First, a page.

Important things to know about OSA treatments
- As the causes of sleep apnea vary there is no single treatment that works for everyone.
- Deciding which treatment is most appropriate is best done by talking to your doctor.
- Weight loss is advisable in anyone who is overweight.
- Reduction of alcohol consumption, avoidance of sleep on your back, and the use of nasal sprays can be helpful in some cases.
- When the sleep apnea is mild, treatment may be optional and a range of options may be considered.
- When the sleep apnea is moderate or severe, the use of CPAP is generally recommended.
- Oral appliances generally work best in mild to moderate sleep apnea.
- Surgery may be considered where there is a distinct obstruction to the nose and/or throat.
What is sleep apnea and how is it diagnosed?
Obstructive sleep apnea (OSA) is present when the airway at the back of the throat is repeatedly blocked, partly or completely, during sleep. Snoring, obesity, observed apneas and sleepiness in the day may suggest that a person has sleep apnea. See our OSA link. The best way to be really sure about an OSA diagnosis is with an overnight sleep study and a clinical assessment by your doctor.
What are the treatment options?
Once a diagnosis of OSA is established, talk with your doctor about the need for treatment and the options available for you. The circumstances often vary from person to person, since the underlying causes may be different. Generally speaking, the options can include one or more of the following:
- Weight loss – For anyone who is overweight, losing weight is recommended. While this may not necessarily cure the OSA, it usually improves snoring and OSA, and can help other treatments work more effectively. It also provides general health benefits.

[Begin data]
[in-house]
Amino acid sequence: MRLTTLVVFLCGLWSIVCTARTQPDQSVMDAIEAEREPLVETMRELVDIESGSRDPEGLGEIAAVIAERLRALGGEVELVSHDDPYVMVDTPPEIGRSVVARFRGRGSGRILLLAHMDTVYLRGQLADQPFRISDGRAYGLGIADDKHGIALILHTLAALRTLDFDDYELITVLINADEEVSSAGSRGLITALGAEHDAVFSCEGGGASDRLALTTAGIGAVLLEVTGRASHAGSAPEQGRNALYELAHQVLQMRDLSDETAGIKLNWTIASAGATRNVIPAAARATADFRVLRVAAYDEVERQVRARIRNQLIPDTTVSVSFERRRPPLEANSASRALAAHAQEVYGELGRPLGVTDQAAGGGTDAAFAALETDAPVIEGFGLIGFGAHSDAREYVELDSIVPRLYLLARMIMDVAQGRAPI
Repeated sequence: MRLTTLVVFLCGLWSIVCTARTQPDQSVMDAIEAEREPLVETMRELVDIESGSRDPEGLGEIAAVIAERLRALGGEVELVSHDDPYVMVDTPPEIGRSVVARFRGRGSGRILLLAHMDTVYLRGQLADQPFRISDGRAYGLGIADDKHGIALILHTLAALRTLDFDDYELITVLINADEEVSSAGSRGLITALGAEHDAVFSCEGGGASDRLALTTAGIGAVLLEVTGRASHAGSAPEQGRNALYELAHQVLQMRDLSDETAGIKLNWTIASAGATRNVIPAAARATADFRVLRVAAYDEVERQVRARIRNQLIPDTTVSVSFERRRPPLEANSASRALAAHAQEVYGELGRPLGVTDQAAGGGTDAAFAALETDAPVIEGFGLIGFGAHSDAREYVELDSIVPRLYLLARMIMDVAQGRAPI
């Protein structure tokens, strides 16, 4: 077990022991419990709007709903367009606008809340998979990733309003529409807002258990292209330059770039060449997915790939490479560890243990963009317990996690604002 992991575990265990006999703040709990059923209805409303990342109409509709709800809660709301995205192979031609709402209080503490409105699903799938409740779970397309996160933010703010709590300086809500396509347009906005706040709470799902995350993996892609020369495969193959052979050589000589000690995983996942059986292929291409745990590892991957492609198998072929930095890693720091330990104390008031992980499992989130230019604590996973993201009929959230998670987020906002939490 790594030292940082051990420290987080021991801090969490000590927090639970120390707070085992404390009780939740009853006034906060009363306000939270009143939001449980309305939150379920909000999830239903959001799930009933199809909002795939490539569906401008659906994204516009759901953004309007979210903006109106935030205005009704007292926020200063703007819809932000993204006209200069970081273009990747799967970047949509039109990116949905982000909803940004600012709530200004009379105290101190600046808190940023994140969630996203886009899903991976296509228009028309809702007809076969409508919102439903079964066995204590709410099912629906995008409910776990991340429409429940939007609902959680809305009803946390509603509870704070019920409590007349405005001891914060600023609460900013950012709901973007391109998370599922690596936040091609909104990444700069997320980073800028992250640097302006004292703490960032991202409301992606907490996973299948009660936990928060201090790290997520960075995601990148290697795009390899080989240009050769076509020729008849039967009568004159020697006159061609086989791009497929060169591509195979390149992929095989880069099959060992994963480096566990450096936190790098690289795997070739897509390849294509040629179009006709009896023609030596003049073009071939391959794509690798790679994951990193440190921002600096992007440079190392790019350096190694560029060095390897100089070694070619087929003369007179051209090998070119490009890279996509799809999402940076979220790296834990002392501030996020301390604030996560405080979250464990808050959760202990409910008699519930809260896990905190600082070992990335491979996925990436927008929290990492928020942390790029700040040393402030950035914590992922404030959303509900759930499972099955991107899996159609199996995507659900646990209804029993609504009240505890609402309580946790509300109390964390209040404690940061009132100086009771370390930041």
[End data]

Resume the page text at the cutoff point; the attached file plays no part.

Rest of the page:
- Reduce alcohol consumption – Alcohol usually worsens snoring and OSA due to the throat muscles relaxing. For some people drinking alcohol makes their OSA worse. If this is the case for you then less or no alcohol may be a useful treatment.
- Body position during sleep – Snoring and OSA are usually worse when lying on the back. This is because of the effects of gravity on the tongue. Avoiding sleep in this position can improve OSA. In some people it can completely control the problem. This is best achieved by wearing a device that makes it uncomfortable to sleep on your back. Some such devices can be purchased or it can be as simple as sleeping with a tennis ball sewn into a pocket on the back of your pyjamas.
- Managing blocked nose – A blocked nose causes mouth breathing, which can lead to snoring and OSA. The blocked nose can be due to different problems, such as allergies, sinus disease, and a deviated septum. Your doctor can assess and provide treatment, depending on the problem. This may involve the use of nasal sprays to relieve congestion. Sometimes surgery is required to correct anatomical problems.
- CPAP (Continuous Positive Airways Pressure) - This is generally considered to be the most effective way to treat OSA. It involves the use of a special machine during sleep, connected to a nose or face mask via tubing. The machine gently increases air pressure in your throat holding it open, thus preventing snoring and OSA. See our CPAP link.
- Oral Appliances – These are specially made dental plates that are worn during sleep. They push your lower jaw forwards so that your throat opens up, reducing the risk that it will vibrate (snore) or obstruct. The appliances have various names such as Mandibular Advancement Splints (MAS) or Mandibular Advancement Devices (MAD) or Mandibular Repositioning Appliances (MRA). Your suitability for this form of treatment is best discussed with your sleep physician, who will then refer you to a trained dentist. See our Oral Appliances link.
- Surgery – Surgery may help in cases of OSA caused by a discrete blockage of some part of the nose or throat. There are many types of operations depending on where in your nose and/or throat the problem lies. The decision about whether surgery is right for you may require the expert input of an ENT surgeon. The risks and benefits need to be weighed up in each case. In adults, surgery is often the last resort, after other treatments have been tried first. Nasal surgery may be useful to help CPAP treatment by allowing nasal masks once the nasal blockage is repaired. In children with OSA, surgery to remove tonsils and adenoids is quite commonly done and is often very helpful.
Where can I find out more about treatment options for OSA?